Know what to look out for when it comes to professional indemnity insurance
1. Business activities
Your business description must accurately describe your business activities.
Example: To an insurer, a mechanical engineer working on the mines has a very different risk exposure to a mechanical engineer working on building services. Failing to adequately disclose the extent of your business activities can affect your cover in an insurance claim.
2. Your retroactive date
Changing your PI insurer? Make sure your retroactive date on your new policy matches your old policy.
If your retroactive date on the new policy is later than that on your current policy, you will have a significant gap in insurance cover for your past business activities.
3. Check your policy exclusions and Limits of Liability
Does your PI policy exclude or have very limited cover for bodily injury and/or property damage? Is this an issue for you?
At first glance, PI Insurance policies often appear as though they have a $10 million Limit of Liability for bodily injury/property damage that is deemed have occurred as a result of your work.
In actual fact, it is very common for a cover exclusion to apply here (i.e. there is no cover) or for a $250,000 sublimit to apply. A $250,000 sublimit means that within the $10 million limit, you would only be entitled to a maximum payment of up to $250,000 for bodily injury/property damage claims.
If this applies to you and presents an issue, we recommend asking your insurance broker to explore additional cover options.
4. Have there been any changes within your business? It’s your duty to disclose.
At any time, if there is a change in your business activities or in a potential claim, let your insurer know.
Under the Insurance Contracts Act 1984, the insured has a duty to disclose to the insurer anything that may increase or change their level of risk — for example, a change in your business activities or a claim notification.
If you do not disclose potential claims or key changes in the scope of your business activities to your insurer, you could be left without cover in a claim.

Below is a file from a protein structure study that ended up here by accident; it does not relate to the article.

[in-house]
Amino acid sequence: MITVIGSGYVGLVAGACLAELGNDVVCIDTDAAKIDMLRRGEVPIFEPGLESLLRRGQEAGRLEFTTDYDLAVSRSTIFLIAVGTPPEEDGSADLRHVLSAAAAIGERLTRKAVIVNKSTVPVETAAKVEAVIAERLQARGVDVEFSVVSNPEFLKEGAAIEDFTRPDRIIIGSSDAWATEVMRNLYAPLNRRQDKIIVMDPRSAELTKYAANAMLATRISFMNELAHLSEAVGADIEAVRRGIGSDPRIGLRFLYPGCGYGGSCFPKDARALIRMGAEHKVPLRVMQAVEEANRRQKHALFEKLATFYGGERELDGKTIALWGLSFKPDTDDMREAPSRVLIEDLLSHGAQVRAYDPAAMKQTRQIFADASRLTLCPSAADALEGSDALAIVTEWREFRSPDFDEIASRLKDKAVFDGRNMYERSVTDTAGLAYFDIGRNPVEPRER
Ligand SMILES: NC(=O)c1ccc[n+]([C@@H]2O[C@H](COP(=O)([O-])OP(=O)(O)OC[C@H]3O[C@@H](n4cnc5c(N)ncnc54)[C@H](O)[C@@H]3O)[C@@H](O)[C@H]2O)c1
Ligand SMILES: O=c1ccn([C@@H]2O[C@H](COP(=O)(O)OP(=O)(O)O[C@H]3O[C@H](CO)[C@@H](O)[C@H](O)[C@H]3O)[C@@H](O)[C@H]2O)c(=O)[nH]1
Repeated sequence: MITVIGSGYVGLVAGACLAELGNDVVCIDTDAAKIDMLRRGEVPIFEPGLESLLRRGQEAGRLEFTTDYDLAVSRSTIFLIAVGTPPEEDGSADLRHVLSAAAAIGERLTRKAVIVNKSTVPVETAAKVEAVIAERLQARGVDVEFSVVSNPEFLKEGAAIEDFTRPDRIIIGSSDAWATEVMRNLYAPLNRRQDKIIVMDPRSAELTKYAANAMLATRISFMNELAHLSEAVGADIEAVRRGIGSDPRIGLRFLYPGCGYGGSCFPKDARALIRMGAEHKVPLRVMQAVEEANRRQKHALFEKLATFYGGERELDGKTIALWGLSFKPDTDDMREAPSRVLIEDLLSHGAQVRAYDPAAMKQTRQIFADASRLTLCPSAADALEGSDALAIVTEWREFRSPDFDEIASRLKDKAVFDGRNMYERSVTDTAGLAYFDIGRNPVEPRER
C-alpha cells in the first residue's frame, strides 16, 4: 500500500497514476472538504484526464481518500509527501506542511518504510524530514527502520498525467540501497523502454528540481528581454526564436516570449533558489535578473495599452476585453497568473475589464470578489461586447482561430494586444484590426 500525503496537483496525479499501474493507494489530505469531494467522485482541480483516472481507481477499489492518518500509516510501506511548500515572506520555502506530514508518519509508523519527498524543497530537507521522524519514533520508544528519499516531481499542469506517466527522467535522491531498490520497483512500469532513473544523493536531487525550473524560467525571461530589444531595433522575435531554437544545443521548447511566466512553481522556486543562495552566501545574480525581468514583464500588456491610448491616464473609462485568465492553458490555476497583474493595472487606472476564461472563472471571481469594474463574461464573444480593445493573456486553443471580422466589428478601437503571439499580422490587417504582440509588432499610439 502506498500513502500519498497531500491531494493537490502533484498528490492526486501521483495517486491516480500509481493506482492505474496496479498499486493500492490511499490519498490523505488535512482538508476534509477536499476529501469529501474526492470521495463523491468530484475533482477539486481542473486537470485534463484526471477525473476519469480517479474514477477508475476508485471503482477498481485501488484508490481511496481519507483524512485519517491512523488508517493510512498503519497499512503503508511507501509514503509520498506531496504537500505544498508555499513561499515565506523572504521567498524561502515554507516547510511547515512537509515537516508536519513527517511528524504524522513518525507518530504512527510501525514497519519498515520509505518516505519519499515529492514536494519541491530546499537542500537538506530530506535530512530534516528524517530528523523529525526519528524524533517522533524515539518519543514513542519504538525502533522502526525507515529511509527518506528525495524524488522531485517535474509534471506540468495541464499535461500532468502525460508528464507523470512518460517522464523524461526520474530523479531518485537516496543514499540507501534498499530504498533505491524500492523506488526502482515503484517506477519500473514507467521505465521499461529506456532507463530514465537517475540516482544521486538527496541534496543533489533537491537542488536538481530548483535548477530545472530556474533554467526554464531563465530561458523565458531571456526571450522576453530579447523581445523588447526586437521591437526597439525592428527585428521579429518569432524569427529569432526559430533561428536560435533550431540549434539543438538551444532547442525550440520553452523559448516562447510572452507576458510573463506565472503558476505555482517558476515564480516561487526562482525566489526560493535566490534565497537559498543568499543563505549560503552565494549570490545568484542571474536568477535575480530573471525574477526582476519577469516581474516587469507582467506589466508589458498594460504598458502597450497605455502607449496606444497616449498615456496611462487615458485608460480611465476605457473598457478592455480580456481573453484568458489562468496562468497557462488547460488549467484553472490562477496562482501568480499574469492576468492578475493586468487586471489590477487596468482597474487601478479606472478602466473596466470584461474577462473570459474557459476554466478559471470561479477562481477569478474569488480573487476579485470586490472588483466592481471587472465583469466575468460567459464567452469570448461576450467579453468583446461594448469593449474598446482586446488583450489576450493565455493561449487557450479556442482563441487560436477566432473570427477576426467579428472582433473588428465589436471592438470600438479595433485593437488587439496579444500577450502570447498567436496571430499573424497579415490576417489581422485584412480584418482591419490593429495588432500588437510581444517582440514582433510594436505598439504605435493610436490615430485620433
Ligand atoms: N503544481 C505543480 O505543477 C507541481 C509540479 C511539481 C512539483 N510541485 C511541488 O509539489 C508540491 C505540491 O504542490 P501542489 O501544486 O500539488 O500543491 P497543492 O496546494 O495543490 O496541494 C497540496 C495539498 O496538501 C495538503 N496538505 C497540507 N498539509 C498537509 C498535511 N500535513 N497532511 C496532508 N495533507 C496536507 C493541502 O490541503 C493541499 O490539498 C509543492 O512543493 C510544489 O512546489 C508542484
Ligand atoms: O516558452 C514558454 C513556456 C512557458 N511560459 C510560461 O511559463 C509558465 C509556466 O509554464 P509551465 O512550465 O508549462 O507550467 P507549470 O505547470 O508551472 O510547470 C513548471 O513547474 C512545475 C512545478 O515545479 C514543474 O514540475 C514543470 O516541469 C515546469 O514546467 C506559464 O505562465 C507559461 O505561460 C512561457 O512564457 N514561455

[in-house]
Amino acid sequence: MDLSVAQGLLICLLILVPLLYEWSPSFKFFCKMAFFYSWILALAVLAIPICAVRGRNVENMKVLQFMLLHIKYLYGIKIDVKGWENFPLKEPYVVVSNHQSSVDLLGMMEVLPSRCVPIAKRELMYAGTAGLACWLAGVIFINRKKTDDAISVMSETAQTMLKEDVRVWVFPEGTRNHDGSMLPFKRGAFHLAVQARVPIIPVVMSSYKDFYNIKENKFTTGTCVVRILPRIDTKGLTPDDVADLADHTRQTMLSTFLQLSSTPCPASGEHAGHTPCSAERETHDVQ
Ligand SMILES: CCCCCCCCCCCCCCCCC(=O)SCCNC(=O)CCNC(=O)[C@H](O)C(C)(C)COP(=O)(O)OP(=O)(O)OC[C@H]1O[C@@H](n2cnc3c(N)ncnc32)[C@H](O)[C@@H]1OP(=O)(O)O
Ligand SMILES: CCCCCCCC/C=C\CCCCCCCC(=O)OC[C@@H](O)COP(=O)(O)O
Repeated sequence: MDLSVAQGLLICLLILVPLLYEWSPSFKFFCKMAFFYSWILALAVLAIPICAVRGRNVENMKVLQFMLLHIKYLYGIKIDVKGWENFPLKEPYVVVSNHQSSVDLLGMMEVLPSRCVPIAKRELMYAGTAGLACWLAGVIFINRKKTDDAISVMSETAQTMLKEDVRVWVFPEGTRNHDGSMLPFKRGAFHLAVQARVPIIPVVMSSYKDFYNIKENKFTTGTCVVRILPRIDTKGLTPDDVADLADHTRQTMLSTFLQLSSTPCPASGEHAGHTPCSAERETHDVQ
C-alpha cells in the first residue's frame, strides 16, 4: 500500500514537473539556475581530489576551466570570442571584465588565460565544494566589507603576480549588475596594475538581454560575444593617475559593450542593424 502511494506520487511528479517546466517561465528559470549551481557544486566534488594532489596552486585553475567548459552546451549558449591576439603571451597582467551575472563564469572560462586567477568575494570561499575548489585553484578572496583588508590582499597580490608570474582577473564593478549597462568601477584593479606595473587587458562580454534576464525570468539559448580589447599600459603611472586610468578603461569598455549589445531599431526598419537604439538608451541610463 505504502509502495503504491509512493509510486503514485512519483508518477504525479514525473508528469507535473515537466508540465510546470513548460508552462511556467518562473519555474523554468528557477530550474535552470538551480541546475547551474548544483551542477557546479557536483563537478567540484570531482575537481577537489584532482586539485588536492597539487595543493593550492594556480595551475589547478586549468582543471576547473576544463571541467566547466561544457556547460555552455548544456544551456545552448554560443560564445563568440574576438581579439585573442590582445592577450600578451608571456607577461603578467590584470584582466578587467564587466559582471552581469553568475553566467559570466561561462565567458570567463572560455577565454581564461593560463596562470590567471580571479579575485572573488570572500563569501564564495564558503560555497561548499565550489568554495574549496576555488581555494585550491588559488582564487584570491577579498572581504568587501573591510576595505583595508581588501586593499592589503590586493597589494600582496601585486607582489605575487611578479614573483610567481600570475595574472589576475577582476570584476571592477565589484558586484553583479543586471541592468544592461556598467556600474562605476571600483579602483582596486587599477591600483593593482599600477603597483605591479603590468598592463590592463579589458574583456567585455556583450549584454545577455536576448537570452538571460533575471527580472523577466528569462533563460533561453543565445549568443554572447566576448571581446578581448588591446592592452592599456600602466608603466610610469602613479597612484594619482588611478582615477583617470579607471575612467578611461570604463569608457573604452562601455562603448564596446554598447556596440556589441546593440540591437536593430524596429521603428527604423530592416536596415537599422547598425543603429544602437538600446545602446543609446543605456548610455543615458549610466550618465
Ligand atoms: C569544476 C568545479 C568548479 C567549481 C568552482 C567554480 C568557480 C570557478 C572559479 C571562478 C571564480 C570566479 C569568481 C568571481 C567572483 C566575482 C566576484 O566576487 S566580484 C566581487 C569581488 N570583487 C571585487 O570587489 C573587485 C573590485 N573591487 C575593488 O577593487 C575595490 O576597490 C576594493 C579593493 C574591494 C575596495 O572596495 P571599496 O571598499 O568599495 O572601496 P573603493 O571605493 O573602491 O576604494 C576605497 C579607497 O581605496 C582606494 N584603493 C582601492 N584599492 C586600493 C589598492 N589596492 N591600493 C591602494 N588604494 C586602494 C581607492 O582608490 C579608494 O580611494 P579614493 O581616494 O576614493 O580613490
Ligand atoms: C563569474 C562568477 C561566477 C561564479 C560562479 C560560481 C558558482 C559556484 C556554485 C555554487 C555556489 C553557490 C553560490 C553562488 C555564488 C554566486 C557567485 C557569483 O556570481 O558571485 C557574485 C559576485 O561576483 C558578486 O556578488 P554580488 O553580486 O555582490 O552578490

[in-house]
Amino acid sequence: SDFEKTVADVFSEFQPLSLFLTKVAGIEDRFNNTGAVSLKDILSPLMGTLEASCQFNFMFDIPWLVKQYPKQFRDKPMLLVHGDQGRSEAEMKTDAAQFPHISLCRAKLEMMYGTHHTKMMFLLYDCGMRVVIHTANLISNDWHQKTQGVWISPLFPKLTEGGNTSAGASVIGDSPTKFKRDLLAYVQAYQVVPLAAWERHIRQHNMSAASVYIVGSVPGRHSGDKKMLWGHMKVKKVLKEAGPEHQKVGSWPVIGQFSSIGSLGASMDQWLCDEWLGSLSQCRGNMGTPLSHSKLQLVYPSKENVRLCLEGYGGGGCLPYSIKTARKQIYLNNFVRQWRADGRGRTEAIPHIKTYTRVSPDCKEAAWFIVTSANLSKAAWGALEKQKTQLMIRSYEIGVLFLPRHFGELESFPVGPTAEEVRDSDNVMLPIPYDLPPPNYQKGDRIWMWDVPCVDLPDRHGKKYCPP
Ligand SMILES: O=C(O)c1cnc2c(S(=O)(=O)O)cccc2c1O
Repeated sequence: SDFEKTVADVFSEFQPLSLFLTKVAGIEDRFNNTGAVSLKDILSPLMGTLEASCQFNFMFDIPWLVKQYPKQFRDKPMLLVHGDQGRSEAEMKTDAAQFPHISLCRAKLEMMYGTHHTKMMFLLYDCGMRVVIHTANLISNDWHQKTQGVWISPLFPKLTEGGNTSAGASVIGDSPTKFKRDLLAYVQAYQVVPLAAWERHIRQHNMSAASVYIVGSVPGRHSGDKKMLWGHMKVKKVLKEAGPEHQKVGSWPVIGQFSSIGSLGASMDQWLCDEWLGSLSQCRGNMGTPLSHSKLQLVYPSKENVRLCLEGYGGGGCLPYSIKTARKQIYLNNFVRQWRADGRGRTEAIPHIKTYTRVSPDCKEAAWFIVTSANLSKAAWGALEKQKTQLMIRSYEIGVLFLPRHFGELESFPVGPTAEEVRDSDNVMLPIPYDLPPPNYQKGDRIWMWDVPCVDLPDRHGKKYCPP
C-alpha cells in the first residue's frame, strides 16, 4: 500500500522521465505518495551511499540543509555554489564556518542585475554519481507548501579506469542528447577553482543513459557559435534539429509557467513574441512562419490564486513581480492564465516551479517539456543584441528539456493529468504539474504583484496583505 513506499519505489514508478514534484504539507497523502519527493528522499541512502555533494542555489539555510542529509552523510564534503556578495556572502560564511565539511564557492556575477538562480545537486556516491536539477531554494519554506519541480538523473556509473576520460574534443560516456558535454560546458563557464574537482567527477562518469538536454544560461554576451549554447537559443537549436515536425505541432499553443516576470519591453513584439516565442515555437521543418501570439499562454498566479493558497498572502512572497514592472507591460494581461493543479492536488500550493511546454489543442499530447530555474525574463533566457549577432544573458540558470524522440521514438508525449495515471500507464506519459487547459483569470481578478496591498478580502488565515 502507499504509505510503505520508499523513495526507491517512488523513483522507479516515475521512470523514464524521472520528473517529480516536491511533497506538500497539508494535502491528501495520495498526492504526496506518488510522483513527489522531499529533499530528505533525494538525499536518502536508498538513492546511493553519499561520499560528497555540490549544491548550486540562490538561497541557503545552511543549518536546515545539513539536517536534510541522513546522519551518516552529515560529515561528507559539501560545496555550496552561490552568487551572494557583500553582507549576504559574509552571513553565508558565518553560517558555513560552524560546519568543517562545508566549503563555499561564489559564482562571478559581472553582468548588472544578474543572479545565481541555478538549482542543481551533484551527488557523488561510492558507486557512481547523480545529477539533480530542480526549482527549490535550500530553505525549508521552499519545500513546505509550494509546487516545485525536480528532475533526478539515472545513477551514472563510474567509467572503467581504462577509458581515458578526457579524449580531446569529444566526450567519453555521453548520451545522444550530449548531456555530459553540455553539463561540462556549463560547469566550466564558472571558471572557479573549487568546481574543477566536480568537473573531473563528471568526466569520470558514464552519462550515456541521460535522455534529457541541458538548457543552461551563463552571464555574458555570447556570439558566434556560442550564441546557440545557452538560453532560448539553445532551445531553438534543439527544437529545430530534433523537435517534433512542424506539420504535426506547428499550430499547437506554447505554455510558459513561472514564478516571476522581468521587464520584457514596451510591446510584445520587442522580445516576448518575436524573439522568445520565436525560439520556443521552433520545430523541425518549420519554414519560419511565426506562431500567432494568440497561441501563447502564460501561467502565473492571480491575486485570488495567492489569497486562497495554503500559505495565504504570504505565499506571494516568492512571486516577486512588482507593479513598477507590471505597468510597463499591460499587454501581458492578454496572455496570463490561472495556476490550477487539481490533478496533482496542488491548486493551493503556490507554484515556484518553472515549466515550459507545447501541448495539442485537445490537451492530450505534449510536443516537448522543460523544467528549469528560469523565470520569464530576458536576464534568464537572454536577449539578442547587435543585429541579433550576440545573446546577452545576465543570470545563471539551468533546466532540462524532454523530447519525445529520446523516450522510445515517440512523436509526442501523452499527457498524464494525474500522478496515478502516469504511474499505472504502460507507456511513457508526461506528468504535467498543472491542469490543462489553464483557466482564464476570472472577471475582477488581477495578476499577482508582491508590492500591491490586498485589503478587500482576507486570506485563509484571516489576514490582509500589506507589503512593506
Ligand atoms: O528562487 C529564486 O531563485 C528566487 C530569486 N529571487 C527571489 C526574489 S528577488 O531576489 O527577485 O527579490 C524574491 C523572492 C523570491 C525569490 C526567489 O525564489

5. Is your PI insurance part of a group policy?
EngInsure only recommends and places PI insurance policies with standalone policy limits, which ensures that clients have their own full Limit of Liability.
A group PI insurance policy means that you are sharing the one policy limit with numerous other entities. If you choose to take out this type of PI insurance, it is essential to understand that the total Limit of Liability can be eroded by other clients sharing in the same claims ‘pool’.
Example: A group PI insurance policy has 10 members, and the policy limit is $20 million in total. If two members of the group have claims paid out at $10 million each, it means the policy limit has been exhausted, and there is no cover left for the remainder of the policy period for any members.
Ensure your business has the right cover, so you can focus on what you do best.
As experts in PI insurance for engineers, EngInsure delivers professional, impartial advice, while providing access to exclusive risk placement facilities.
Need assistance? Speak to an EngInsure Adviser: 1300 854 251 | enginsure.com.au
This information is not intended to be personal advice and you should not rely on it as a substitute for any form of personal advice. Please contact Whitbread Associates Pty Ltd ABN 69 005 490 228 Licence Number: 229092 trading as EngInsure Insurance & Risk Services for further information, or refer to our website.
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